January 21, 2014 11:08 pm

By the way Willis, by picking a weak paper to pick on you leave the implication that they are ALL weak. is this your intent or are you going to do the rest of the papers??

Eliza
January 21, 2014 11:15 pm

It’s called spurrious relationship/correlation geeses and babies etc////

January 21, 2014 11:31 pm

Sir James Jeans of the Royal Society posted a similar chart for Sir Richard Gregory in his book “Through Space and Time”. The chart shows the water line of Lake Victoria perfectly correlation to Sunspot Activity.
I was allowed by the publisher to repost that work in my papers along with Atlantic Ocean hurricane seasons Accumulated Cyclone Energy. You can do the same with Earthquake data.
Maybe with for different correlations along with temperatures on our sister planets maybe the EPA will toss the Hockey Stick and Puck back to Ice and quit their false science.
My work is posted at sunspotshurricanesandglaiers.com. Top section.
Sincerely,
Paul Pierett

January 21, 2014 11:42 pm

I would like to thank professor Jan-Erik Solheim, a specialist in astrophysics, for an interesting article.
Regards
Agust

January 21, 2014 11:42 pm

kuhnkat says:
January 21, 2014 at 11:08 pm
By the way Willis, by picking a weak paper to pick on you leave the implication that they are ALL weak. is this your intent or are you going to do the rest of the papers??
##########################################
Why should willis do what reviewers should have done.
In the first 3 papers I read ( this was one) I found similar claims of “relationship’ or correlation, but no numbers.
You CANNOT replicate a find of “good correlation’ unless the author actually tells you what he found.
After reading 3 papers I gave up.

January 22, 2014 12:36 am

Ok, Team WUWT, united really only by shared insomnia, go!
So Willis, Mosh, if all, or almost all of these papers similar in quality, would a better name for PRiP be CitC, (Castles in the Clouds)?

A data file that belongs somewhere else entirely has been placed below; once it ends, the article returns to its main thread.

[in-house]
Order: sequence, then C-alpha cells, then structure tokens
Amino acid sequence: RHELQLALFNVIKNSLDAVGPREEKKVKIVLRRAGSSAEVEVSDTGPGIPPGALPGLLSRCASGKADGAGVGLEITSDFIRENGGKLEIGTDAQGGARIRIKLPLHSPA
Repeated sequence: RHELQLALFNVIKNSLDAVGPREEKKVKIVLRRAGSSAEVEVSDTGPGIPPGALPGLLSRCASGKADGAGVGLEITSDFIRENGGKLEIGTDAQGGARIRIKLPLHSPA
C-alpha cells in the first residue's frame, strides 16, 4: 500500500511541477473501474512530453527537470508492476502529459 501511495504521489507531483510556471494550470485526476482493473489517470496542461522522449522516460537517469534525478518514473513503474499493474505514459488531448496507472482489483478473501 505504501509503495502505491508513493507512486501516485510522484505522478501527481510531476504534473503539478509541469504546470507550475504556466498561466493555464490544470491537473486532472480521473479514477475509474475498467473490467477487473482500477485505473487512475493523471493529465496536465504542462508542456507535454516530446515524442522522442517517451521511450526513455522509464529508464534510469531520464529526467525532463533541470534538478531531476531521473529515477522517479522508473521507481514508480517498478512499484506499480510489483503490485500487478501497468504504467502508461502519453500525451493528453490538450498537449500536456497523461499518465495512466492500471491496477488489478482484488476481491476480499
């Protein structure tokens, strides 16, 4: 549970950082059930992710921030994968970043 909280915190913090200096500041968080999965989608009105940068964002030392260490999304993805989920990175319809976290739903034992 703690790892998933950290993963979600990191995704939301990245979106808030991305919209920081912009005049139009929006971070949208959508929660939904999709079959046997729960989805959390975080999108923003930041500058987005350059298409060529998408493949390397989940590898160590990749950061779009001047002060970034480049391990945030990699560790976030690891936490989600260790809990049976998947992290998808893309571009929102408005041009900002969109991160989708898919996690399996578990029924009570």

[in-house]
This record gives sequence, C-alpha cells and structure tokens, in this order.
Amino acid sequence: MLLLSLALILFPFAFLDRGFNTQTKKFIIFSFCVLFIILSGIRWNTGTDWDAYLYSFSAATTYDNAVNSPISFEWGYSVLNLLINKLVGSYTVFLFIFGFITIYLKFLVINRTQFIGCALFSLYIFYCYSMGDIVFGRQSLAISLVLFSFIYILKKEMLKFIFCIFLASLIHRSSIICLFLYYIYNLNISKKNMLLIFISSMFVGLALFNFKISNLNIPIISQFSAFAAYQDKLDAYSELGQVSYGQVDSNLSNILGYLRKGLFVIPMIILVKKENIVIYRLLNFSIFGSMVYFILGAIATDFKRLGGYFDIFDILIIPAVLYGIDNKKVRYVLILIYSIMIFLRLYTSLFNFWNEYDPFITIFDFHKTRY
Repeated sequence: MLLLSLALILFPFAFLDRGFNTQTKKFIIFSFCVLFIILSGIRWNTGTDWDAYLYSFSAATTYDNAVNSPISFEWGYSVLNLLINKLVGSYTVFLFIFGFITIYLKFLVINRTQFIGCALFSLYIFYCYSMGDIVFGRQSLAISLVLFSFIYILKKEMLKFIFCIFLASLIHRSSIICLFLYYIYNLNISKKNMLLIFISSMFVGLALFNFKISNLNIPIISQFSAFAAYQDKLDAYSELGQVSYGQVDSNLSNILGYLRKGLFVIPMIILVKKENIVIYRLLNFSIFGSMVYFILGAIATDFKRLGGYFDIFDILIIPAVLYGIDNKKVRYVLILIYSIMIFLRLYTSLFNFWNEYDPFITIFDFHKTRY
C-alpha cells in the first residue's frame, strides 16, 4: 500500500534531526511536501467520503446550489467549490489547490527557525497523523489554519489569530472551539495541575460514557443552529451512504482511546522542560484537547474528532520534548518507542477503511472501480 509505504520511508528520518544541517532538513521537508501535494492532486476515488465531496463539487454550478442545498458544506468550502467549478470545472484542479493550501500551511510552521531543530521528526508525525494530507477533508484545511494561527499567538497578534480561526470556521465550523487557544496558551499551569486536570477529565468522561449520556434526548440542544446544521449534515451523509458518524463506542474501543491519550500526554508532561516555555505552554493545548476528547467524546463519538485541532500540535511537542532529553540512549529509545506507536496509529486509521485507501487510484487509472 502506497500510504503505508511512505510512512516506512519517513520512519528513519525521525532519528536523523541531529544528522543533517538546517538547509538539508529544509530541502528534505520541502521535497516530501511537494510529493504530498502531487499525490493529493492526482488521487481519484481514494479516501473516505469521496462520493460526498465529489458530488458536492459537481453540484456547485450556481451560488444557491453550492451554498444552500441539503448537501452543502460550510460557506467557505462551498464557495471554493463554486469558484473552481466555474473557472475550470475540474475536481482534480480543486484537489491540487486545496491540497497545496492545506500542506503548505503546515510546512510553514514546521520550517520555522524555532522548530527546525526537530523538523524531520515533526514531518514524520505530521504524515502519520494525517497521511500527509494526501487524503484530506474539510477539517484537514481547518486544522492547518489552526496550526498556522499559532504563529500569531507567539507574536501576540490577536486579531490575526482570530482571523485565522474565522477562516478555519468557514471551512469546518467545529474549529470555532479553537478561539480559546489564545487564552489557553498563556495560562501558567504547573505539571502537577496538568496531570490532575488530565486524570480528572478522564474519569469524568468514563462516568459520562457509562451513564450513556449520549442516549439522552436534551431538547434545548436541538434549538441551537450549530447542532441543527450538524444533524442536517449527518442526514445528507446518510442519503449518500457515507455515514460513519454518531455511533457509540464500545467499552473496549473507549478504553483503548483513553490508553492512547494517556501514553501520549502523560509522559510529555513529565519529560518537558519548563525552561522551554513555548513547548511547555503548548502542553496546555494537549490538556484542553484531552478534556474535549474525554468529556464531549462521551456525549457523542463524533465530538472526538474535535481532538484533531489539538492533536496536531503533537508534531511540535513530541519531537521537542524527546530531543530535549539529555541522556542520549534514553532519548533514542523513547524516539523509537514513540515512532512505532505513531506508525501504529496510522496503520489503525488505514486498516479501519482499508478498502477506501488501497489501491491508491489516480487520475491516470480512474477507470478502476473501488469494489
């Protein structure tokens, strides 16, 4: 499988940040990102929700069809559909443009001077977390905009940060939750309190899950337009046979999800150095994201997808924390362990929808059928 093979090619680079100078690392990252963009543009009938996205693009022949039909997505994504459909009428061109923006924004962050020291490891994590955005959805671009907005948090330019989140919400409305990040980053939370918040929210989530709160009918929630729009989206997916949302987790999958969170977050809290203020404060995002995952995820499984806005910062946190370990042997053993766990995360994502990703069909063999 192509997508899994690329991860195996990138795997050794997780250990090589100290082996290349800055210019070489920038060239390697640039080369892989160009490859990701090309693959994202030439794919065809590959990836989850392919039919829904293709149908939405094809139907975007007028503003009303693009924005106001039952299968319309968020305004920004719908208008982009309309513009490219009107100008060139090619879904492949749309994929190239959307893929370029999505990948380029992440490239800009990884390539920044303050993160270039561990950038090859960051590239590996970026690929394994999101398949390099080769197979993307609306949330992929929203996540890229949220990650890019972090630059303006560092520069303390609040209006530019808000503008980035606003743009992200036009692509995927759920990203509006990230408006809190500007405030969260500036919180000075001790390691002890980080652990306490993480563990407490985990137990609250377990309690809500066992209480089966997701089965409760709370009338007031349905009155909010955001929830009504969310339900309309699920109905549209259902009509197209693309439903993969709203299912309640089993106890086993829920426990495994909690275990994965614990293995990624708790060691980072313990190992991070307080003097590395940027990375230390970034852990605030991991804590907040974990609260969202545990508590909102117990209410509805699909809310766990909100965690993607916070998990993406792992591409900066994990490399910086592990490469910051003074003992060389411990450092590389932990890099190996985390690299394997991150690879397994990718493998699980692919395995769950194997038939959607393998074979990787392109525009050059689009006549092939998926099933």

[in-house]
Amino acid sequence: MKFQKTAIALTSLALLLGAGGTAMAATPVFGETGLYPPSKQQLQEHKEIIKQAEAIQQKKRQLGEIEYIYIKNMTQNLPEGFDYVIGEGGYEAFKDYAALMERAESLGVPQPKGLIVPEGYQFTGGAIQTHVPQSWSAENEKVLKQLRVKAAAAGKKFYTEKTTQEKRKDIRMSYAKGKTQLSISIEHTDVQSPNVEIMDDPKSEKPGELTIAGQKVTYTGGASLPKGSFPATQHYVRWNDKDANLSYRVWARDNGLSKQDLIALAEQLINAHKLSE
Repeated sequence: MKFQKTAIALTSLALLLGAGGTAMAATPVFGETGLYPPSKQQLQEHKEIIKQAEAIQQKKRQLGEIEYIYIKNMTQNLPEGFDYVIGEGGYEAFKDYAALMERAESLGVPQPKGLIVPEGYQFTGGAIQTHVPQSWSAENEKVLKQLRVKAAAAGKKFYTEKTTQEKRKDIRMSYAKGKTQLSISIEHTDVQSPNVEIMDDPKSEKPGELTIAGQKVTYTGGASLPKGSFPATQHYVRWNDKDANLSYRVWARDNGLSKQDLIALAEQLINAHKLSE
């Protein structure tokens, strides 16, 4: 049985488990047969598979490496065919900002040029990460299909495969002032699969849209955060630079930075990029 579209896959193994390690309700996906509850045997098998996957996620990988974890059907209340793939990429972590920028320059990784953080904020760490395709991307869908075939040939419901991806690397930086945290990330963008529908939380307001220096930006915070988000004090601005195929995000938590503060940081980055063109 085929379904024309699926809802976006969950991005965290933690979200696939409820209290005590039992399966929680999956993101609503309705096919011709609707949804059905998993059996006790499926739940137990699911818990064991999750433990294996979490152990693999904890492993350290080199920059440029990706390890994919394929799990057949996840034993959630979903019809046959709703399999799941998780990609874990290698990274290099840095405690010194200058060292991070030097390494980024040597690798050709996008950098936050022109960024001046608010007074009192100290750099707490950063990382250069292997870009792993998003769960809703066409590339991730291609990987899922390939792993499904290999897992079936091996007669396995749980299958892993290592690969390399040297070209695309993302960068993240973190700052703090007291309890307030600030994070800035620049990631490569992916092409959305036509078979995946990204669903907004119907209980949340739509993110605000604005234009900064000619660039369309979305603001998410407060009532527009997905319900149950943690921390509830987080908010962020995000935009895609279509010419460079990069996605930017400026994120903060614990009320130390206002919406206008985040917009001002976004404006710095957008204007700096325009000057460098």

Maybe this could be a paper in the Journal?

Janice Moore
January 22, 2014 12:42 am

Okay! And YOU GO, CHARLES THE MODERATOR! #(:))
btw: no insomnia — just lack of self-discipline to get to bed.
(hope you don’t mind this totally OT post to just say, “Hi!”)
(yawn)…. bowl of cereal time…. then….. zzzzzzzzzzzz (after I kick my German Shepherd off the bed where he is now snoring away, heh)
LOLOLOL — it’s fun hanging out on WUWT after midnight!

Alex
January 22, 2014 1:07 am

I think you have completely misconstrued the argument into a strawman. Sunspots are an effect, not a cause. No one says ‘Sunspots caused this anomoly’. They are a just a proxy for sun’s magnetic activity and nothing else. And whatever magnetic event that might be affecting earth’s climate could easily precede the change in sunspots. It is absurd to try to disprove the paper based on a claim the authors weren’t even making.

Stephen Wilde
January 22, 2014 1:34 am

The Journal is about pattern recognition.
A pattern is being discussed in the paper.
The conclusion to be derived from any pattern and the question as to whether or not there is a real pattern are obviously open for reasonable discussion.
In this case the pattern appears to hold for a time but to shift in and out of phase.
Many things can cause real patterns to do that and the proper way forward is to investigate whether the pattern may or may not be real in the light of all the potentially confounding influences.
Seems a reasonable scientific endeavour to me.

Stephen Wilde
January 22, 2014 1:41 am

Note that the author actually draws attention to the problems in the analysis as a precursor to further investigation.